An adjective is a describing word.
I am Australian.
I am from a little village.
She is very pretty.
She is intelligent and beautiful at the same time.
She is nice.
She is a good friend.
You are really nice.
He is a lucky guy.
I am good thanks but I am really busy.
Do you feel lonely?
You are a good friend.
big – little
large – small
black – white
good – bad
hot – cold
easy – difficult
nice – awful
busy – free
cheap (inexpensive) – expensive
complicated – simple
close – far
sweet – salty
spicy – bland
fast – slow
ugly – beautiful
tall – short
long – short
fat – thin
thick – thin
Present Participless as Adjectives
an interesting story
a fascinating person
a boring lecture
a convincing argument
a passing car
a passing stranger
a speeding car
Past Participles as Adjectives
a collapsed building
a fallen tree
an injured man
a wounded soldier
a ruined building
a bankrupt businessman
a corrupt politician
a well-paid public servant
a stolen credit card
a reserved seat
Back to “the Fun Page”
The Philosophy of the Adjective
Goodness and beauty are both important.
And it is important to be temperate. Look at this scale of temperature:
You can flesh out your vocabulary by becoming aware of scales like this. When you learn a word, try to learn its opposite and its place in a a scale.
The verb describes an action but the adjective is a quality. This quality is often a point on a scale.
These points on a scale often use adverbs like this:
a bit expensive
but sometimes adverbs are not necessary
Find their opposites like this:
Australian – non-Australian
nice – awful
Find other degrees in a scale like this:
fairly big – pretty big
Look at ways to compare the quality that they describe like this:
Tell us what you find and ask questions on the grammar page: The Grammar Page
Are you interested in grammar?
Do you think grammar is interesting?
Vocabulary Lists of Adjectives
Look at these vocabulary lists:
Adjectives for Describing People
Adjective Noun Combinations
adventurous – adventure
arrogant – arrogance
boastful – boasting
brave – bravery/courage
courageous – courage/bravery
competitive – competition
dim-witted – dim-wittedness/stupidity
evil – evilness/malevolence
funny – humour
good-looking – good looks
handsome – handsomeness/good looks
honest – honesty
impractical -impracticality/lack of …
kind – kindness
lonely – loneliness
lonesome – lonesomeness
loyal – loyalty
modest – modesty/shyness
naive – naivete/stupidity
practical – practicality/presence of mind
quiet – quietness/serenity
rude – rudeness/bad manners
stupid – stupidity
strong – strength
wise – wisdom
Comparative Variations of Adjectives for Describing People
adventurous – more adventurous – less adventurous
arrogant – more arrogant – less arrogant – more humble
boastful -more boastful – less boastful – more humble
brave – braver – more courageous – less courageous – not so brave – cowardly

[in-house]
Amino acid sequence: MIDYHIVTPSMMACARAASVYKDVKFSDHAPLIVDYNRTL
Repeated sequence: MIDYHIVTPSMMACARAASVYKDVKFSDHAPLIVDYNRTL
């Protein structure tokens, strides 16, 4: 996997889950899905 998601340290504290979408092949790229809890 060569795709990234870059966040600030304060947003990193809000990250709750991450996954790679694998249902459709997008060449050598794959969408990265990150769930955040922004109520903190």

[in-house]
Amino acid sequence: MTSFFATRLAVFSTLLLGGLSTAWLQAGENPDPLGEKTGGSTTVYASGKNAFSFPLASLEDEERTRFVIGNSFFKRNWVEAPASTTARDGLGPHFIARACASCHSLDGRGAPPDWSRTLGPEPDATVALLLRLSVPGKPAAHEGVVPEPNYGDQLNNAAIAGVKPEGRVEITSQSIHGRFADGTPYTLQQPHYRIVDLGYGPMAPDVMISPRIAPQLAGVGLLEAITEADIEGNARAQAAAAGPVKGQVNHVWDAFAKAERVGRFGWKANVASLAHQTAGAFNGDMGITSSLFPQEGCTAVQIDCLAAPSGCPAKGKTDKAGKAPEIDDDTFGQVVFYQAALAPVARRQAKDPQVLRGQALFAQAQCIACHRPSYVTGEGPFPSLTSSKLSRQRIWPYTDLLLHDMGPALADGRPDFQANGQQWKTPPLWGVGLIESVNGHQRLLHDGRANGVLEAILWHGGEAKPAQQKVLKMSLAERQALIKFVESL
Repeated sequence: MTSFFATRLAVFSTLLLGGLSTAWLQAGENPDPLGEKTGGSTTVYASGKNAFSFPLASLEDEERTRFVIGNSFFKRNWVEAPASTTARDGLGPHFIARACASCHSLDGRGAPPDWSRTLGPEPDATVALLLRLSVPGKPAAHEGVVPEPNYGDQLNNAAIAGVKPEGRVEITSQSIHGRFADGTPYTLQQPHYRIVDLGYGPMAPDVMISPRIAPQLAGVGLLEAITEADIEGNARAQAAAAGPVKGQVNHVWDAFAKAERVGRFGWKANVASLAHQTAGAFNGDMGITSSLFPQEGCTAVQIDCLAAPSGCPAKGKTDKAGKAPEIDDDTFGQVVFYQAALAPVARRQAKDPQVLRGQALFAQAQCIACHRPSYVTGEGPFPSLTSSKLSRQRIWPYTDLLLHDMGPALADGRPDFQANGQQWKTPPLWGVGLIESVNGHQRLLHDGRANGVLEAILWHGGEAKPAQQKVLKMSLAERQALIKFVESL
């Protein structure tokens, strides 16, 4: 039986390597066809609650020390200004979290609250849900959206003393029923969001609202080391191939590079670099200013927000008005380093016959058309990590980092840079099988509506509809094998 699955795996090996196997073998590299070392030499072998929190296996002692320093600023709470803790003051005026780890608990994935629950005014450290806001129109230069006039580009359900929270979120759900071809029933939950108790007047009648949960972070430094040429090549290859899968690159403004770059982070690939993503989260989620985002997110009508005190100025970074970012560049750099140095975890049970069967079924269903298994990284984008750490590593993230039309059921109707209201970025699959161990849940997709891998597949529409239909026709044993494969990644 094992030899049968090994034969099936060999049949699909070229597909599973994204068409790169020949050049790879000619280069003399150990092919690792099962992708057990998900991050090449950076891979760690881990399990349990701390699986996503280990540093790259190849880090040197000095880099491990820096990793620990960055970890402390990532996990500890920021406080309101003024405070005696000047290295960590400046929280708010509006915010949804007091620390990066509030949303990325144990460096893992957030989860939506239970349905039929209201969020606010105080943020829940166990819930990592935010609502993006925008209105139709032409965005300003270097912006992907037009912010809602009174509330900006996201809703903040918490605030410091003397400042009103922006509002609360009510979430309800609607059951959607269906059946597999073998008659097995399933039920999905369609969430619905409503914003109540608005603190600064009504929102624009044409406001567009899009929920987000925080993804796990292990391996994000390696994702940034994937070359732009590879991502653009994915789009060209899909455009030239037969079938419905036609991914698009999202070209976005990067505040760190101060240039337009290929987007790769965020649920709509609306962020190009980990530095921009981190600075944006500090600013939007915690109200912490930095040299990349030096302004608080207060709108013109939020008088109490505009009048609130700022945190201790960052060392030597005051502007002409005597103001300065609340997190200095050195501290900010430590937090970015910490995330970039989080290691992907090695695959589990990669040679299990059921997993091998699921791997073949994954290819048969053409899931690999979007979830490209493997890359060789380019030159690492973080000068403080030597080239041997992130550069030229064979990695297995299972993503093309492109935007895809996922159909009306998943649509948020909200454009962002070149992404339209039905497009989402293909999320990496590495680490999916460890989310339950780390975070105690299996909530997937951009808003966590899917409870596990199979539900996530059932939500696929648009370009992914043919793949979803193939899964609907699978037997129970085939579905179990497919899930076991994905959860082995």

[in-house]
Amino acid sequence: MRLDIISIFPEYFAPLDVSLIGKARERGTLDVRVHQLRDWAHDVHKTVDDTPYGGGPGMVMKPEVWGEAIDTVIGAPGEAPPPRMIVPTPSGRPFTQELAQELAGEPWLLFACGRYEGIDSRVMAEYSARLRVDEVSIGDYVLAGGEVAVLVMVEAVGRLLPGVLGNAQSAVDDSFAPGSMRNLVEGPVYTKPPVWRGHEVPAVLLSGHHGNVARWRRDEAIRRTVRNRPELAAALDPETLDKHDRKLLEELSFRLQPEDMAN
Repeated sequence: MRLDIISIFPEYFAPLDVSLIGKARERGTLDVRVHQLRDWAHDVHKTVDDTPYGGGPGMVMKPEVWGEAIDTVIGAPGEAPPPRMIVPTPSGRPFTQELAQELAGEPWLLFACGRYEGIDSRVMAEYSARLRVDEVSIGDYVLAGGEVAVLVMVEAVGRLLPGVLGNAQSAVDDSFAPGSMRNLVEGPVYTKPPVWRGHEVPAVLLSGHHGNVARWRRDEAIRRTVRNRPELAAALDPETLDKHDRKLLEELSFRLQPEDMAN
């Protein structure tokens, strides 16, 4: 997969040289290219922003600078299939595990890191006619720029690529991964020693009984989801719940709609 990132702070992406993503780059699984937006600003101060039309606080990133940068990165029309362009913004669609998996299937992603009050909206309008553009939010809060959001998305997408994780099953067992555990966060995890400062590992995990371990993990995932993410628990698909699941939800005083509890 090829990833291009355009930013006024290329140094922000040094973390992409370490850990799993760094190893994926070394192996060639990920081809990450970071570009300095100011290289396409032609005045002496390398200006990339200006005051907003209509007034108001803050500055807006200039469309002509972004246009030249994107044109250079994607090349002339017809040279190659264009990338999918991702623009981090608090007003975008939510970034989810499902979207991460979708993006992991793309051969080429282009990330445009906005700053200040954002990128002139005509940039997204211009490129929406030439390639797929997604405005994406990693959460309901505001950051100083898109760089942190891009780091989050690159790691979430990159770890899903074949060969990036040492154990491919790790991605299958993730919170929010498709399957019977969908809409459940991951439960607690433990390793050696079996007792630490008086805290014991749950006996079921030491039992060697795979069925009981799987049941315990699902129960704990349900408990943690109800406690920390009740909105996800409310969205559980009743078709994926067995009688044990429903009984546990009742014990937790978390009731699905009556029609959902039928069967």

competitive – more competitive – less competitive – less aggressive
courageous – more courageous – braver – less courageous – a chicken – a coward
dim-witted – more dim-witted – dumber- more stupid – less stupid – more intelligent – cleverer – more clever
evil – more evil – less evil – better – worse
funny – funnier – less funny – not as funny – not so funny
good-looking – more good-looking/better-looking
honest – more honest/honester – less honest – dishonest
impractical – more impractical – less practical
kind – kinder – more kind
lonely – lonelier more lonely
lonesome – more lonesome – lonelier/lonesomer – less lonely/less lonesome
loyal – more loyal – less loyal/less trustworthy
modest – more modest – less modest – less humble
naive – more naive – less naive
practical – more practical – less practical
quiet – more quiet – less quiet
rude – ruder – more rude – less rude
strong – stronger – more strong – less strong/weaker
stupid – stupider/more stupid.
wise – wiser – more intelligent – less intelligent
adventurous – the most adventurous
arrogant – the most arrogant
boastful – the most boastful
brave – the bravest
competitive – the most competitive
courageous – the most courageous
dim-witted – the most dim-witted
evil – the most evil
funny – the funniest
good-looking – the best looking
honest – the most honest
impractical – the most impractical
kind – the kindest
lonely – the most lonely/ the loneliest
lonesome – the most lonesome/ the lonesomest
loyal – the most loyal/ the most trustworthy
modest – the most modest
naive – the most naive
practical – the most practical
quiet – the quietest/the most serene
rude – the rudest
strong – the strongest
stupid – the stupidest/the dumbest
wise – the wisest/ the most intelligent
Learn Adjectives in the Context of a Story
Link to a story with these words in context: Love and Death : The Story of Siegfried
World English Course
There are lots of things you can learn in the World English Course. There is a place where you can talk about work and there is also a place where you can find a job and a place where you can find staff. There is a place where you can have fun and there is a place where you can talk about food or family. There is also a place where you can talk about money or love or philosophy. You can study anything you want anytime you want. You can do it once a week or every day or any time you like. Have fun! Work hard! Tell your friends and family members! Enjoy!